Sales practices and technology need to evolve faster than ever before to help support the move to digital-first and hybrid selling.
Fully 57% of buyers say they prefer to engage with companies through digital channels, according to a Salesforce study, and companies report that nearly one-third of the deals they close are completely virtual.
Moreover, 86% of all buyers—and a whopping 92% of Millennial and Gen Z buyers—say they prefer to be sold to virtually, a study from Showpad found.
And yet, are sellers adequately prepared and properly trained for a digital-first and hybrid world?
Buyers have higher expectations than ever, and they want sellers to meet them where they are, regardless of the channel.
But sellers may not have the necessary training to do so right now, even as the Salesforce study highlighted that 82% of sellers have had to quickly adapt to new ways of selling in the face of global challenges.
Sales training can be littered with outdated strategies that do not translate well into a hybrid environment. Thus, sales leaders need to ensure they are using the latest tools and technologies to prepare today's salespeople.
1. Skip traditional sales training methods
The reason certain training methods are incompatible with today's selling environment is that sellers, like most other people, can sometimes be stubborn.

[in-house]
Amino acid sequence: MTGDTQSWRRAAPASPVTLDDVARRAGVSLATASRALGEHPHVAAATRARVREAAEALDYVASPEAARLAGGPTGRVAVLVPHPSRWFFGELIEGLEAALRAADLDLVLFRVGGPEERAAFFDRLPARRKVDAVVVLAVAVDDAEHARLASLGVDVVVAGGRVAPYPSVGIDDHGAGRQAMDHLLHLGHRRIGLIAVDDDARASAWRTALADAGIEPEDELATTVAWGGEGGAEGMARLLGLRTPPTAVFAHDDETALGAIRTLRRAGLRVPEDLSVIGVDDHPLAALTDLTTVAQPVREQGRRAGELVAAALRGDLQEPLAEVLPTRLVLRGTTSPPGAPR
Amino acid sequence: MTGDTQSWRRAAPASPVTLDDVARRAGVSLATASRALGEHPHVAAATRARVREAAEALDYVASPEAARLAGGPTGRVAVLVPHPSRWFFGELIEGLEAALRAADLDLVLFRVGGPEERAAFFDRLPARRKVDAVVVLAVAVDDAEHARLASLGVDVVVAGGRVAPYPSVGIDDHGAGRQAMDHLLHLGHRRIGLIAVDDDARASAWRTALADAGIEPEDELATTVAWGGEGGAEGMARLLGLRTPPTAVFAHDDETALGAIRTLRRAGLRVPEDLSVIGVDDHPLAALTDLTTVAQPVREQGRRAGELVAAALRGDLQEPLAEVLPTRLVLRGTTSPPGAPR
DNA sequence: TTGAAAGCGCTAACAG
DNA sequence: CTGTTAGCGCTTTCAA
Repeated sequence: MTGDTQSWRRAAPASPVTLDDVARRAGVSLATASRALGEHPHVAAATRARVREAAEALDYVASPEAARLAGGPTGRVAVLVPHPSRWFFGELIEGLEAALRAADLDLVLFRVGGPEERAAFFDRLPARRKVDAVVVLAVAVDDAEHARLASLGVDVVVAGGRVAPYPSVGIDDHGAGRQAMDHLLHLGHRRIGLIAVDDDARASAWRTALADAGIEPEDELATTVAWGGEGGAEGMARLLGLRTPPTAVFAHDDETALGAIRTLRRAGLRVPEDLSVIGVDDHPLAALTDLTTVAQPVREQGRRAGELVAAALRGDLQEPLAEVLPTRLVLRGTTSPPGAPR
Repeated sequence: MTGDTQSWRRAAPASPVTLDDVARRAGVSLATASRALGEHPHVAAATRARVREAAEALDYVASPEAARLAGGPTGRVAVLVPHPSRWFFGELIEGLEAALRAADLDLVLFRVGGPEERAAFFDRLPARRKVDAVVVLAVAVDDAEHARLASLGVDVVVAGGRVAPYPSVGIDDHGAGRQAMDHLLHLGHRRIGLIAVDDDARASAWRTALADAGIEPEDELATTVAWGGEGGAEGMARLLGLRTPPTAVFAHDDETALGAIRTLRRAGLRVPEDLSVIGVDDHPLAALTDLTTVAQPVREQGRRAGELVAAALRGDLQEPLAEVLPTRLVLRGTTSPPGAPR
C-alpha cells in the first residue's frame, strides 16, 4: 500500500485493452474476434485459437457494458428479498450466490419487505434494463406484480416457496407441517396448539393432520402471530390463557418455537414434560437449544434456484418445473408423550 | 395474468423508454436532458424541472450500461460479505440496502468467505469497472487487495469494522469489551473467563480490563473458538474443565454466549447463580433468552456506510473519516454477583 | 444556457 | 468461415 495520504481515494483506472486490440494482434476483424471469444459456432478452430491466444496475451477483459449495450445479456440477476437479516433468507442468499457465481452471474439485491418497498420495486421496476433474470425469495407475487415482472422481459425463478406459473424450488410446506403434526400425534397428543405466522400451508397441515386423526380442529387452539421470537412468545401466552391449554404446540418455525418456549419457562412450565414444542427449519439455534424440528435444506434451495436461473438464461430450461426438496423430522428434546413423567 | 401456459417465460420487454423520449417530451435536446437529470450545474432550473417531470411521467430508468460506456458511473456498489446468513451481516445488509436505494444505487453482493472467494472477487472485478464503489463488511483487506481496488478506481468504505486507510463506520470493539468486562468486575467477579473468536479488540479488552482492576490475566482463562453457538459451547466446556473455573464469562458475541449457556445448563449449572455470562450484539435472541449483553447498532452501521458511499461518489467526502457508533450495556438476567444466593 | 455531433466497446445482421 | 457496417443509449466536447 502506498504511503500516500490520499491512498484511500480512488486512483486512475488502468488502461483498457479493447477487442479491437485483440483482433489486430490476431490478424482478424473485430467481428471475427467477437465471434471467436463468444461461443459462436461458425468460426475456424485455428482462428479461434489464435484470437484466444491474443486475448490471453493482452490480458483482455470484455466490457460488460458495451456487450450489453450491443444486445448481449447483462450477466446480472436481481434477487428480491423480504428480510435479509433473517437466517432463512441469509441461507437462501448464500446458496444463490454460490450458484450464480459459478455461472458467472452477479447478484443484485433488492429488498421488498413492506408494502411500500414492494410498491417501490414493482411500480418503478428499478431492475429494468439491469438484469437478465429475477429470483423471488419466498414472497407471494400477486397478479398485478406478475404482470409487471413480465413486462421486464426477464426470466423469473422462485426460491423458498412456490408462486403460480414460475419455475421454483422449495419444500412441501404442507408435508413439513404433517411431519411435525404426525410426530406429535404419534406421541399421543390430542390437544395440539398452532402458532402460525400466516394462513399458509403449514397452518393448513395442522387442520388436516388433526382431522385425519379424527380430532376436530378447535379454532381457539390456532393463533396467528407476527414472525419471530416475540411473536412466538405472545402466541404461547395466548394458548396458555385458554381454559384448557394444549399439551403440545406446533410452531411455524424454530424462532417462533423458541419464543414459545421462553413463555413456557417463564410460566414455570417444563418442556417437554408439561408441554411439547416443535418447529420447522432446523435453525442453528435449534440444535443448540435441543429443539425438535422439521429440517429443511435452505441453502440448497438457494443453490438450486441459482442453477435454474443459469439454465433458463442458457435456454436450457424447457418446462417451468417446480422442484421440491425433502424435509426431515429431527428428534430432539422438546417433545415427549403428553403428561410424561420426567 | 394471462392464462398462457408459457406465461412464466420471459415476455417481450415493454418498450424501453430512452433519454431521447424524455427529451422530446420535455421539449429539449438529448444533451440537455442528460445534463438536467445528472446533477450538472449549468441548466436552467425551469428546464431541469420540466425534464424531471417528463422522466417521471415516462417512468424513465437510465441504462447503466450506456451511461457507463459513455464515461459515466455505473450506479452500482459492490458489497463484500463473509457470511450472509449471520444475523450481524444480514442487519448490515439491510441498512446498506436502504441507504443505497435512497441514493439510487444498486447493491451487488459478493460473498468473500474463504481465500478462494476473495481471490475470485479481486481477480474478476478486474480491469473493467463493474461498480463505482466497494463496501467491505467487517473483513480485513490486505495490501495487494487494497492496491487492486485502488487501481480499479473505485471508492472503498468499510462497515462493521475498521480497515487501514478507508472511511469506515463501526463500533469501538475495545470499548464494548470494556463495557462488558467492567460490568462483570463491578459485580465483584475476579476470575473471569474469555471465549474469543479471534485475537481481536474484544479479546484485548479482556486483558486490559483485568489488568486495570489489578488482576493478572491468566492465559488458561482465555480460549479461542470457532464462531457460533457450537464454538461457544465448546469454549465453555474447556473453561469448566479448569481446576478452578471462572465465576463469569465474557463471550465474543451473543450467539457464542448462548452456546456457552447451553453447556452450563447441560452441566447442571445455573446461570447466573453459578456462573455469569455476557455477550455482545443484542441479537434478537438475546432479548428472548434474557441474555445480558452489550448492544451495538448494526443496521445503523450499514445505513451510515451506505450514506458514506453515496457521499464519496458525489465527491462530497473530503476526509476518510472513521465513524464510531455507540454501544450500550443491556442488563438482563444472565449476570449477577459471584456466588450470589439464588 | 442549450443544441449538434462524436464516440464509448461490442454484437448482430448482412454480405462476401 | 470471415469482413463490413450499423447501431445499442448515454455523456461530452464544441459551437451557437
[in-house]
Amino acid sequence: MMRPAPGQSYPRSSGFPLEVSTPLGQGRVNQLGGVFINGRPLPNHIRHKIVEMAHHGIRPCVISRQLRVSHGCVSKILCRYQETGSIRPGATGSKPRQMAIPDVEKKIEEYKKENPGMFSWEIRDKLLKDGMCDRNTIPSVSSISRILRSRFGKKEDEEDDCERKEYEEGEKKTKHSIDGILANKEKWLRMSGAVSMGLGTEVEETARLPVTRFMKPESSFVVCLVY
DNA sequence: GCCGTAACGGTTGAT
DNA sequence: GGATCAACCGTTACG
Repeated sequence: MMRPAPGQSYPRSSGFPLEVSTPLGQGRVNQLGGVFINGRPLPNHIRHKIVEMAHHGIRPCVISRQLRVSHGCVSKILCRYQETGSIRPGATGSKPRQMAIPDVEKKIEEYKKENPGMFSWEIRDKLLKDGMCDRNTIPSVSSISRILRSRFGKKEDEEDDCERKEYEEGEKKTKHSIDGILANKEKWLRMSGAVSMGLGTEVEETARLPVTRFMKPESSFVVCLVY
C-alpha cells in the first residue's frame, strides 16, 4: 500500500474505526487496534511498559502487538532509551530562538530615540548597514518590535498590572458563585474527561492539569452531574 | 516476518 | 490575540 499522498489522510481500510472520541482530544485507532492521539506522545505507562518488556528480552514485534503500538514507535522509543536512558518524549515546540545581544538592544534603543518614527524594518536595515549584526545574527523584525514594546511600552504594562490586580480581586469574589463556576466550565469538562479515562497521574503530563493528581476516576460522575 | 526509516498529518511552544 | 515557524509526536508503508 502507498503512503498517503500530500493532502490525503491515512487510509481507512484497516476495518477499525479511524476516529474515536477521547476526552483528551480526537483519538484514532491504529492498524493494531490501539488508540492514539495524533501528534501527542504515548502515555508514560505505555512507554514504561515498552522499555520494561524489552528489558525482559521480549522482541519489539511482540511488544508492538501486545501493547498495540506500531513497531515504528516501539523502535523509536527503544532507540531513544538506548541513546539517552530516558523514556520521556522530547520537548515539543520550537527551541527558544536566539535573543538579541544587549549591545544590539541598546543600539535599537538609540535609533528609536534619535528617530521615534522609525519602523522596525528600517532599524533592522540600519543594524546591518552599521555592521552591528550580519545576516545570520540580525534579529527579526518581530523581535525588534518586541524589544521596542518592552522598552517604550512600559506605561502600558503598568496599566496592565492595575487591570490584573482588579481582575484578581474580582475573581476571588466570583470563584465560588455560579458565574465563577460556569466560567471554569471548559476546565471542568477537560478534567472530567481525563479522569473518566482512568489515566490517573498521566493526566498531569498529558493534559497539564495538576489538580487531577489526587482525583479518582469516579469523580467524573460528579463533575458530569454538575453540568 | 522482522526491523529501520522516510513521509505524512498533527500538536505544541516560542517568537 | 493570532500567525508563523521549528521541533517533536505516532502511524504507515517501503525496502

Sellers will embrace certain sales approaches because "That's how it's always been," or "That's how they were taught how to do it." But in a hybrid world they need to adapt with the changing times to engage buyers.
Sellers who have more experience are likely to have been trained when ideas such as cold-calling or emailing the buyer directly were effective, but they are not so much anymore. The average email open rate for businesses across all industries is 19.7%—an indication that the method is falling out of favor.
Sellers may also fear that their teams are not taking the necessary steps toward embracing a digital reality. Fully 79% of sellers say they have a clear understanding of digital-first selling, and 74% say their company has a standardized system for it; yet, just 37% say their sales teams fully incorporate digital selling, according to the Showpad study. As a consequence of poor digital sales deployment, businesses have lost $1.6 million in annual revenue, and sellers have lost $210,000 annually in commissions.
Sales teams must ensure everyone has the same modern training, regardless of when they joined the company or how long they have been in the industry.
No matter how much experience a seller has, everyone must be on the same page for digital-first selling. That means getting rid of outdated software and replacing it with new technologies that enable streamlined video calls and that also incorporate AI and automation features to help build the buyer-seller relationship virtually.
In today's world of hybrid and remote work, it is critical that newer employees still have an opportunity to shadow and understand selling best-practices that may not be expressly written down in any training manual. They must have as much well-rounded training as possible through real-life experiences, in addition to all the sales resources provided to them.
Organizations can also look outside the company for training, perhaps hiring outside selling coaches to deliver thoughtful and compelling insights from the industry. That allows sellers to learn from a more diverse group of salespeople who have different selling experiences and tips for closing deals.
However, the sheer amount of resources a seller has is a challenge in itself—one that can be solved by consolidating it.
2. Build a central knowledge hub